The reason I was wrong is due to the fundamental work of Federico Pellarin over the past few years. Federico introduced the natural (but seemingly highly non-classical) set {$\chi$

_{t}} of quasi-characters of $A$ given simply by the maps $f(\theta)\mapsto f(t)$ where $t$ is some constant. He then naturally defines the $L$-series $L(\chi$

_{t},s) and, most importantly, establishes a wonderful formula relating the special values of these $L$-series to the Carlitz period

*and*$\omega(t)$. Federico also made the elementary but

*totally*key observation that $L(\chi$

_{u}, s)=$\zeta$(s-q

^{j}), where $u=\theta$

^{qj}.

**Thus, the poles of $\omega(t)$ are completely canonical, and actually represent the q**

^{j}-th power morphisms on $A$. I can't help but wonder if there is a some sort of similar interpretation of the poles of Euler's $\Gamma(s)$.

Still, what about $\zeta(s-i)$ for any positive $i$?????

Obviously [

**C**:

**R**]=2; but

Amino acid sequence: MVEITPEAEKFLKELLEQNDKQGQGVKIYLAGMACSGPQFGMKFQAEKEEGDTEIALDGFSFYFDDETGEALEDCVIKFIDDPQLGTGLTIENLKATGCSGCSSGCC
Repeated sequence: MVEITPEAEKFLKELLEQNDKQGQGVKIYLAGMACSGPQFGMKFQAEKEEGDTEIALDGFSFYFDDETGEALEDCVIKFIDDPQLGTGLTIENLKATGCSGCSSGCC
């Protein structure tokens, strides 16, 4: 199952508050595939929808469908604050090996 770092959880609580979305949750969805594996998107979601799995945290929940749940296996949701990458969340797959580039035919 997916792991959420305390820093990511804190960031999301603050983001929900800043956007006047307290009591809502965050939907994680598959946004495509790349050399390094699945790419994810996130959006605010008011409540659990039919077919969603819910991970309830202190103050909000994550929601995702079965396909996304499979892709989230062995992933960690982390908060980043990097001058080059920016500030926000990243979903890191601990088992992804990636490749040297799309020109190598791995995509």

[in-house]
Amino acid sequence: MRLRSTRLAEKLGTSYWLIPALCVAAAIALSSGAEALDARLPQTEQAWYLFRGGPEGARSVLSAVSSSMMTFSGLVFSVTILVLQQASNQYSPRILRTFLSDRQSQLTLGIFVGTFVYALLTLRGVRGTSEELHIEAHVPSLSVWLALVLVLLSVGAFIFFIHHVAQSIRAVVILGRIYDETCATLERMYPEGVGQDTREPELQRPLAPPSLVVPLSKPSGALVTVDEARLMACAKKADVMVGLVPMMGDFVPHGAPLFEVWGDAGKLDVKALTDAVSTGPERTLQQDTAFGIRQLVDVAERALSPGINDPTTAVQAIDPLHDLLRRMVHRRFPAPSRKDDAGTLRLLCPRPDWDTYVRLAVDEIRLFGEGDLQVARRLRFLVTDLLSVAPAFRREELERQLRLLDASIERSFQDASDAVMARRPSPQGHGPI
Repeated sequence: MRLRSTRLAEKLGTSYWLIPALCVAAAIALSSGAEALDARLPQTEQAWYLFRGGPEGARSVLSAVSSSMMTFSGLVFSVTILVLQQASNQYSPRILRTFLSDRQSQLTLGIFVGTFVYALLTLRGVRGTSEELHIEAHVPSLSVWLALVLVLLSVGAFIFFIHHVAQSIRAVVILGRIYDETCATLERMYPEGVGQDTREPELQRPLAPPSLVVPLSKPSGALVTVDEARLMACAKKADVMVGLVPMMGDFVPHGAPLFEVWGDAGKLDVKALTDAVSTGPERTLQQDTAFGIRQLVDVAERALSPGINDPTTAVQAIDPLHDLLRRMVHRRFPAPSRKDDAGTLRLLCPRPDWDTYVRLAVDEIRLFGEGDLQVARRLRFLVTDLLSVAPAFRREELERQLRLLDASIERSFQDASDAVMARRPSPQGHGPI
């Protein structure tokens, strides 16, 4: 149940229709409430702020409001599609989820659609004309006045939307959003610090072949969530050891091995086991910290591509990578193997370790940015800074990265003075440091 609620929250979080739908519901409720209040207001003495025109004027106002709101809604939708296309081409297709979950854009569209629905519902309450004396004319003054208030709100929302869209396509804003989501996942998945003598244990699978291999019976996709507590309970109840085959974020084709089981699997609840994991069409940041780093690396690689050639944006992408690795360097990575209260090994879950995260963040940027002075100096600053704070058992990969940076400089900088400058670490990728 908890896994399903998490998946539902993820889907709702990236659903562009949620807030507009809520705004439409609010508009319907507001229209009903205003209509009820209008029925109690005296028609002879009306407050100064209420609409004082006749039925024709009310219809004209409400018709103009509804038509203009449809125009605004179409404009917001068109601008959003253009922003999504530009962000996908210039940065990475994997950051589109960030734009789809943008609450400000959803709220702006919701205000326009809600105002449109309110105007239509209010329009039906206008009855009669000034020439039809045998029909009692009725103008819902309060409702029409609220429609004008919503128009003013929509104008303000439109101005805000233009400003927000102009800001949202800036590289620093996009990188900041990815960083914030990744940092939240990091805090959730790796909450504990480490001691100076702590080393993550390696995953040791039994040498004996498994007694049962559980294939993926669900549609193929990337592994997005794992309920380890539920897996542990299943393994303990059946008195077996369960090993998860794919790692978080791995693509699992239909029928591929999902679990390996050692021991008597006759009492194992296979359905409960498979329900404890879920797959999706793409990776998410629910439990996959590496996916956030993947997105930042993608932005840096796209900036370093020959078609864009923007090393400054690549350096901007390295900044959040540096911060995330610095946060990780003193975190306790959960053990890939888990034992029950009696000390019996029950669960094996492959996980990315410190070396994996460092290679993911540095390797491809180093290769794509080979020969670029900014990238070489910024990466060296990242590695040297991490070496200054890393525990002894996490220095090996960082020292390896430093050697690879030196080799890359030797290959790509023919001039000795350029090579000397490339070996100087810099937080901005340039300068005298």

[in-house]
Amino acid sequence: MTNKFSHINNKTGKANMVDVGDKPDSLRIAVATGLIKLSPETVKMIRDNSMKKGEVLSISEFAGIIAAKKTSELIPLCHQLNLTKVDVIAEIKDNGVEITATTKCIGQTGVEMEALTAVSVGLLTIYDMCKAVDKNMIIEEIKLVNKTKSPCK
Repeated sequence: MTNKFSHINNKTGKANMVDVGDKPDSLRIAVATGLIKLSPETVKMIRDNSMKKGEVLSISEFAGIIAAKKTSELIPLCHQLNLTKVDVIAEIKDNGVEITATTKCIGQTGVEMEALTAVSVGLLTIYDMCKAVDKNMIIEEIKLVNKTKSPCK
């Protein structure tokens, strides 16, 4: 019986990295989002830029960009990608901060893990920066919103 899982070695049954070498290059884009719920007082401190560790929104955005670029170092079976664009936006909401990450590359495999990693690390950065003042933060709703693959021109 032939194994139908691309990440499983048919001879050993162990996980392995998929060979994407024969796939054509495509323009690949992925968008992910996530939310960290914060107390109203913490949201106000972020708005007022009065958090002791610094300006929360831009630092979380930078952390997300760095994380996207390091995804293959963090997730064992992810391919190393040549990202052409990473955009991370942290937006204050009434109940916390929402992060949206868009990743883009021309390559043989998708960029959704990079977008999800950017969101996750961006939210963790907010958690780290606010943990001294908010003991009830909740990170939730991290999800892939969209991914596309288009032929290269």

**R**and

**C**are the only local fields with the property that their algebraic closure comprises a finite dimensional extension. For function fields over finite fields, the

algebraic closure of the associated local fields are vast objects with a huge amount of ``room to move.'' Put more directly, one can simply add quasi-characters at will and consider $L$-series of the form $L(\chi$

_{t1},...,$\chi$

_{te}, s) for arbitrary e. This gives a staggering and bewildering (at least with the current state of the art) amount of flexibility, but it really does work and one can indeed clearly specialize (in many ways) to $\zeta(s-i)$. In other words, it is

**mandatory**to adjoin an

*arbitrary*number of $\Gamma$-factors to a

*fixed*$L$-series.

And this brings us back to the preprint http://arxiv.org/abs/1301.3608v2 of Bruno and Federico. Here a beautiful

*integrality*result, Theorem 4, is obtained for $L(\chi$

_{t1 }...$\chi$